12.620J / 6.946J / 8.351J Classical Mechanics: A Computational Approach, Fall 2002
Author(s)Sussman, Gerald Jay; Wisdom, Jack
Classical Mechanics: A Computational Approach
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Classical mechanics in a computational framework. Lagrangian formulation. Action, variational principles. Hamilton's principle. Conserved quantities. Hamiltonian formulation. Surfaces of section. Chaos. Liouville's theorem and Poincar, integral invariants. Poincar,-Birkhoff and KAM theorems. Invariant curves. Cantori. Nonlinear resonances. Resonance overlap and transition to chaos. Properties of chaotic motion. Transport, diffusion, mixing. Symplectic integration. Adiabatic invariants. Many-dimensional systems, Arnold diffusion. Extensive use of computation to capture methods, for simulation, and for symbolic analysis. From the course home page: Course Description 12.620J covers the fundamental principles of classical mechanics, with a modern emphasis on the qualitative structure of phase space. The course uses computational ideas to formulate the principles of mechanics precisely. Expression in a computational framework encourages clear thinking and active exploration. The following topics are covered: the Lagrangian formulation, action, variational principles, and equations of motion, Hamilton's principle, conserved quantities, rigid bodies and tops, Hamiltonian formulation and canonical equations, surfaces of section, chaos, canonical transformations and generating functions, Liouville's theorem and Poincaré integral invariants, Poincaré-Birkhoff and KAM theorems, invariant curves and cantori, nonlinear resonances, resonance overlap and transition to chaos, and properties of chaotic motion. Ideas are illustrated and supported with physical examples. There is extensive use of computing to capture methods, for simulation, and for symbolic analysis.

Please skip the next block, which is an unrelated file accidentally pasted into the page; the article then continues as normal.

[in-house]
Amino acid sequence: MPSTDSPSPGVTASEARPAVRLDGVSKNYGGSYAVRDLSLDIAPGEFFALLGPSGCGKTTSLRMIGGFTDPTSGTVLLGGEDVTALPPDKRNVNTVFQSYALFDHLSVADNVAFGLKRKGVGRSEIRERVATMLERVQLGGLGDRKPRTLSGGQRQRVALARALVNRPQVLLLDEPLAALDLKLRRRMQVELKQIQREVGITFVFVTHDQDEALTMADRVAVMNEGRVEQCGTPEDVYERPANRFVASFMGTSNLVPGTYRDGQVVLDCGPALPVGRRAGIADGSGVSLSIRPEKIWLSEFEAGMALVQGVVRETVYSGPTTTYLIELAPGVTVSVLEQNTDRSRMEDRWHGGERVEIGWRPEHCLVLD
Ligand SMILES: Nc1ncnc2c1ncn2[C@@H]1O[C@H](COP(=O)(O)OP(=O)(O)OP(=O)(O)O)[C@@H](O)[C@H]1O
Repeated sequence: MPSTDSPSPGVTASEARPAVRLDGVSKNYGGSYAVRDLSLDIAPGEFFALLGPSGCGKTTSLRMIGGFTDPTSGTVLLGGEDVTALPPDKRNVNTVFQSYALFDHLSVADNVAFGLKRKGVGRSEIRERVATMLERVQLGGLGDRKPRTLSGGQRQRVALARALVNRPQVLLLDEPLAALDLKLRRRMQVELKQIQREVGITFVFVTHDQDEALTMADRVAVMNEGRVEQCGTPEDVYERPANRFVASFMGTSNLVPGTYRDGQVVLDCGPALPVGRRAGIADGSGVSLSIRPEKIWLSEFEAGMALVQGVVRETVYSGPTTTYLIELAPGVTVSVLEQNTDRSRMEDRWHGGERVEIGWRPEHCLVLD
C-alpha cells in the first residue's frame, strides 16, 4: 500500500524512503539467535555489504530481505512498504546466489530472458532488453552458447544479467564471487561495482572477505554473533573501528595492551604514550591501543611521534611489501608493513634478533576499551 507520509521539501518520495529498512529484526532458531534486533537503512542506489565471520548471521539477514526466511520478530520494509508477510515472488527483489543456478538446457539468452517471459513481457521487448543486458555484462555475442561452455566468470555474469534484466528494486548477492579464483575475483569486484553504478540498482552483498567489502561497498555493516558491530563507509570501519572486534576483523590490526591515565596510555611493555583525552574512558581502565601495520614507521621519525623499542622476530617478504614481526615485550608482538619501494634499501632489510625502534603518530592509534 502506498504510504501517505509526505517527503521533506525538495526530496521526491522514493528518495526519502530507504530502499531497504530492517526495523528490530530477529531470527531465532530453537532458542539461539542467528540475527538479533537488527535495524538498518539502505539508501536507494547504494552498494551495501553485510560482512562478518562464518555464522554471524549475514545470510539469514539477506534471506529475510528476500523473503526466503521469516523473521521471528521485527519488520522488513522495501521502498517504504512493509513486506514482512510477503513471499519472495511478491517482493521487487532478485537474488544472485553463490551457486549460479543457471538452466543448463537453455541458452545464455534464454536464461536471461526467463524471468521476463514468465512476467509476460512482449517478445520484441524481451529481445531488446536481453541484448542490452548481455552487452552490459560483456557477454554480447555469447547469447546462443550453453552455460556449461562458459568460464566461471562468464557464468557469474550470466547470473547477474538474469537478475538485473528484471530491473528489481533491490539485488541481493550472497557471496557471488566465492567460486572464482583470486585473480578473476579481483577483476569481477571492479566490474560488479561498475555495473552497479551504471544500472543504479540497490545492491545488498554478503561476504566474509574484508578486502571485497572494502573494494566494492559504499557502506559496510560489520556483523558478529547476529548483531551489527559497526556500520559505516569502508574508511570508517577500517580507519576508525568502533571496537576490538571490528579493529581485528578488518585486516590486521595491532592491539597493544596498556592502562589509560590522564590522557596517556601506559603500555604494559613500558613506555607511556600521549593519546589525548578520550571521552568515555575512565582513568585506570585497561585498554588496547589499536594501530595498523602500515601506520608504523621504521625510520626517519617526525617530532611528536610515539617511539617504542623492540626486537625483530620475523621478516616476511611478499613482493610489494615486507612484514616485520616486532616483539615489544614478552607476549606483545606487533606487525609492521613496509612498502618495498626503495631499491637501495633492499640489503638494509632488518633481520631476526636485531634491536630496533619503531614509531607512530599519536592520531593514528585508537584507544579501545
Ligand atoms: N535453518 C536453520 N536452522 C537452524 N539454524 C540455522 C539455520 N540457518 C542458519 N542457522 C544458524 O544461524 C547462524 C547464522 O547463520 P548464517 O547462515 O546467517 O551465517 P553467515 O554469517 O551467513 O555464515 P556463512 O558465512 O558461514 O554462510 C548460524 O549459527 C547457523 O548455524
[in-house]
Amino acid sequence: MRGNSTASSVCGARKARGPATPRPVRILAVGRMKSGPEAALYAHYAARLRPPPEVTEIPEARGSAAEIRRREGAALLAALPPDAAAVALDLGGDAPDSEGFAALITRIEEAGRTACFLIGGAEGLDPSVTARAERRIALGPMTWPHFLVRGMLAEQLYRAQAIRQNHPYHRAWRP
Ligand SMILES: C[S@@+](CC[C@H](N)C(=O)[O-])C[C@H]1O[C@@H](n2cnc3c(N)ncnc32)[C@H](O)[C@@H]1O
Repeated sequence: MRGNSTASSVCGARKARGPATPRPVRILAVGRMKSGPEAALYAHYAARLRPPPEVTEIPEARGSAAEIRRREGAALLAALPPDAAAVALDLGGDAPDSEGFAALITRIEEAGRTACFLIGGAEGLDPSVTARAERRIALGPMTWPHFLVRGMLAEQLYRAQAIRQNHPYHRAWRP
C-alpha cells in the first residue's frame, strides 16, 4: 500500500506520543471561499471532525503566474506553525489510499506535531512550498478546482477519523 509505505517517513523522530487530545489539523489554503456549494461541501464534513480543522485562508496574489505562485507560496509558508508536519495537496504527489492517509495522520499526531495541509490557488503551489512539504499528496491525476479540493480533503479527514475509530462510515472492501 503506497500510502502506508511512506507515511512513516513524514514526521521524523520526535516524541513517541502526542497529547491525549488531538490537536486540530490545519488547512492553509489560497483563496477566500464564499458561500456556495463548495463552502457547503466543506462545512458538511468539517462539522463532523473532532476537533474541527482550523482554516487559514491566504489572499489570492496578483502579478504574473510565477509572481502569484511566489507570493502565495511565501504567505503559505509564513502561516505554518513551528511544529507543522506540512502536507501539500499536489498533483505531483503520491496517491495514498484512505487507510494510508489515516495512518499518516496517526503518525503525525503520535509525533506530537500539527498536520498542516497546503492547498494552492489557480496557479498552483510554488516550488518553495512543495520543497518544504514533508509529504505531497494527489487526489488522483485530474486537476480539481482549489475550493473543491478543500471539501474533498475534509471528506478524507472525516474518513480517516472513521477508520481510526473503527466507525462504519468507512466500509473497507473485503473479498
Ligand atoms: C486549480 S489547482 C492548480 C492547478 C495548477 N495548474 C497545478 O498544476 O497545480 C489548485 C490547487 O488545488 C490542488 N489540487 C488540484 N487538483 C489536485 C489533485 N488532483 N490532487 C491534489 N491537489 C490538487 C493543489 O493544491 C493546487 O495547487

classical mechanics, phase space, computation, Lagrangian formulation, action, variational principles, equations of motion, Hamilton's principle, conserved quantities, rigid bodies and tops, Hamiltonian formulation, canonical equations, surfaces of section, chaos, canonical transformations, generating functions, Liouville's theorem, Poincaré integral invariants, Poincaré-Birkhoff, KAM theorem, invariant curves, cantori, nonlinear resonances, resonance overlap, transition to chaos, chaotic motion, 12.620J, 6.946J, 8.351J, 12.620, 6.946, 8.351, Mechanics